NHL PLAYOFFS: Ottawa beats Montreal 4-2

MONTREAL — Fifty shots is usually enough to win a hockey game.

Not when Craig Anderson is guarding the goal.

Anderson made 48 saves, many of them spectacular, and the Ottawa Senators staged a third-period comeback to beat the Montreal Canadiens 4-2 in the opening game of the first playoff series between the geographic rivals.

The Canadiens set team playoff records with 27 shots in the second period and 50 overall. Wasn’t enough: Anderson outplayed Montreal goalie Carey Price, who stopped 27 shots at the other end.

“What can you say? Andy’s our MVP,” said defenseman Marc Methot, who scored the winning goal. “He’s a machine back there. He just keeps going and going. We’re lucky to have him in the net.”

The Canadiens will try to solve Anderson and the Senators in Game 2 on Friday night at the Bell Centre. But the hosts will be without one of their hottest forwards, center Lars Eller, who was wheeled off the ice on a stretcher bleeding heavily from the face and taken to hospital. He suffered a concussion, as well as fractures to his face and teeth, after an open-ice hit from Ottawa defenseman Eric Gryba.

Eller had taken an ill-considered pass up the middle from Raphael Diaz when he was flattened by Gryba with a hit the NHL is likely to review for further discipline. Gryba was given a major penalty for interference and a game misconduct.

“It was a hockey play,” said Ottawa coach Paul MacLean. “Our guy hit him, but player 61 (Diaz) is the guy to blame.”

“I can’t comment,” was all Montreal coach Michel Therrien said about the hit.

Brendan Gallagher scored during the resulting power play to put Montreal up 2-1. But the Senators’ league-best penalty killers then shut the door during a full two-minute, two-man advantage.

Jakob Silfverberg tied it with a shot that sailed between Price’s legs from the right circle 3:27 into the third period. Mathot swept a shot from the point into the top corner to put Ottawa ahead less than two minutes later.

Guillaume Latendresse, a former Canadien who was booed by most of the 21,273 in the seats, sealed the win with a goal that went in off his body as he drove to the net with 6:05 remaining.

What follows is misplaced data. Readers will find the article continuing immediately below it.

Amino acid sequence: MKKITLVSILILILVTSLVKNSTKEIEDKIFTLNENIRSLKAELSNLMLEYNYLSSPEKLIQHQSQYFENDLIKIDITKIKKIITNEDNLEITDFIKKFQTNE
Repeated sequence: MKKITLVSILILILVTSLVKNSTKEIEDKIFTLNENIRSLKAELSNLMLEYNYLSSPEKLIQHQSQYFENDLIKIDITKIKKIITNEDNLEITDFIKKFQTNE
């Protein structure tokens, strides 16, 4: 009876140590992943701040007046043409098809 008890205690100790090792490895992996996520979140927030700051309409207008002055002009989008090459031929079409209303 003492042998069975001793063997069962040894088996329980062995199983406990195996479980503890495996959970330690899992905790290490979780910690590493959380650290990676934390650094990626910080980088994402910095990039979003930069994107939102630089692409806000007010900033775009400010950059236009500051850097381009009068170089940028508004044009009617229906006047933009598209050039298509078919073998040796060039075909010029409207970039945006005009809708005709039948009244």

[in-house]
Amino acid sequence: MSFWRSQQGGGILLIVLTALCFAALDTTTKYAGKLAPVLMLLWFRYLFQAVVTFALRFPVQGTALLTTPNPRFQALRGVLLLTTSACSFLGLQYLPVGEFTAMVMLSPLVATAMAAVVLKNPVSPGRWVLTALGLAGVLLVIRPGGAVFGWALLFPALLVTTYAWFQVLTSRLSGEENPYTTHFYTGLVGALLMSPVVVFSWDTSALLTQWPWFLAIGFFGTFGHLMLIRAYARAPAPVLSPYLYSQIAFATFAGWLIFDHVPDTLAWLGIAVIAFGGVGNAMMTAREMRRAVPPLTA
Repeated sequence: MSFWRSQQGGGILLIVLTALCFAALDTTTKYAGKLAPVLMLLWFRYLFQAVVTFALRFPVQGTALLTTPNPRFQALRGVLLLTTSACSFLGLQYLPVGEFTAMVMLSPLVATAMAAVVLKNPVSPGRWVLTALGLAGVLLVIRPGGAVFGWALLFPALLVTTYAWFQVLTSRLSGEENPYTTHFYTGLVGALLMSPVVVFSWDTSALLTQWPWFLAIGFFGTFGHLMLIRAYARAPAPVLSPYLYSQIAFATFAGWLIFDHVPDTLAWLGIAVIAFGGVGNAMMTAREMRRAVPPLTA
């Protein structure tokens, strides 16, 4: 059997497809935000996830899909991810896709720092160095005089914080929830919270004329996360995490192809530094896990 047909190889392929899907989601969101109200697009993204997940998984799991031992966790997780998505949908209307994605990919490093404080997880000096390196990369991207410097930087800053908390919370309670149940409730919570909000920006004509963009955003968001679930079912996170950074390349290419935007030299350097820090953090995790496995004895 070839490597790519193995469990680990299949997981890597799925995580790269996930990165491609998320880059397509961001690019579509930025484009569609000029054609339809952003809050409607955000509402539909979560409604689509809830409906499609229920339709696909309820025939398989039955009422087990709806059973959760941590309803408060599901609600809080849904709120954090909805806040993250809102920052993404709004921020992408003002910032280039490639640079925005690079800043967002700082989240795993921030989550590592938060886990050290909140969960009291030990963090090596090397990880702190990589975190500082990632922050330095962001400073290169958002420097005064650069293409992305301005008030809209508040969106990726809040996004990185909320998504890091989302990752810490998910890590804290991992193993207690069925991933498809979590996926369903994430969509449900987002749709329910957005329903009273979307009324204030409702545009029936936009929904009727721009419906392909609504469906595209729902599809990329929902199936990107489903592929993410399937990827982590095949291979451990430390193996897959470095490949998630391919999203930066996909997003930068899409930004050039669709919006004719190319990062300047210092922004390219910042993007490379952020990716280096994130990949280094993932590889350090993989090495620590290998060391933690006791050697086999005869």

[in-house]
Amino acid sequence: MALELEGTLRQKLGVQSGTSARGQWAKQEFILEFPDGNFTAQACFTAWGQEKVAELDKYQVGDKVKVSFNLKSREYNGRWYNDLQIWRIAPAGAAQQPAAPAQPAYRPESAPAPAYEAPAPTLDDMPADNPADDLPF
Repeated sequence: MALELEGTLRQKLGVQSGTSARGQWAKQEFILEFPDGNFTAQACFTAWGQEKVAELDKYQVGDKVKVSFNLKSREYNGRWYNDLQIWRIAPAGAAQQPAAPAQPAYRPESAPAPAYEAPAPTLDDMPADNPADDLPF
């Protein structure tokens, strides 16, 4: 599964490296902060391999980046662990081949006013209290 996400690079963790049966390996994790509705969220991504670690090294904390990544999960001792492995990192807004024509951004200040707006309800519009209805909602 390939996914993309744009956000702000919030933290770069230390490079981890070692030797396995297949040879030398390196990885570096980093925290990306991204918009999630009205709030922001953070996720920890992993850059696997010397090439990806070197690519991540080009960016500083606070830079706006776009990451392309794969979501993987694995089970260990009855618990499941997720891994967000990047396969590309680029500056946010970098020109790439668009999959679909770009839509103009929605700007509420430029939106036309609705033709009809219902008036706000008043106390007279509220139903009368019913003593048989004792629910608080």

Erik Karlsson scored in the first period for Ottawa, while Rene Bourque got one early in the second for Montreal.

“You just have to give your team an opportunity to stay in the game and win,” said Anderson, who led NHL goaltenders with a 1.69 goals-against average and a .941 save percentage this season, but likely won’t get the Vezina Trophy because he missed 20 games with an ankle injury.

“Montreal played a really good second period. They had a lot of momentum. Our penalty kill did a good job of finding a way to keep them to one goal and give us a chance to get back in the game. We went from having no momentum in the second and taking momentum back in the third.”

Therrien was impressed.

“We played a good game and we deserved a better result,” he said. “I’m proud of our team. We had 50 shots. We went to the net. But the story of the game was Anderson. He was extraordinary.”

Anderson was sharp as the Senators weathered a fierce Canadiens push in the first 10 minutes before Karlsson put on a show for the opening goal at 17:25.

The 2012 Norris Trophy winner, who returned late in the regular season from an injury to his Achilles tendon, skated through the neutral zone and worked a give-and-go with Kyle Turris, redirecting the return pass along the ice between Price’s pads.

Montreal tied the game when Bourque came out from behind the net and beat Anderson with a backhander under the crossbar on Montreal’s 34th shot of the game.

After the Gryba hit and with Ottawa down a man, Gallagher banged in Tomas Plekanec’s pass to put Montreal in the lead.

Canadiens captain Brian Gionta said the quantity of shots was fine, and the quality was there some of the time, but his team needs to be sharper.

“We battled hard most of the game, but we’ve got to do a little better job of getting second and third opportunities,” Gionta said. “We had a lot of good chances, quality chances, but we’ve got to find a way to get those rebounds or a little more urgency in front of their net. He’s a good goalie and he’s going to make the first stop, for sure.”

Gryba’s hit came after Montreal’s P.K. Subban flattened Chris Neil with an open ice hit, but the Ottawa enforcer wasn’t injured on the play.

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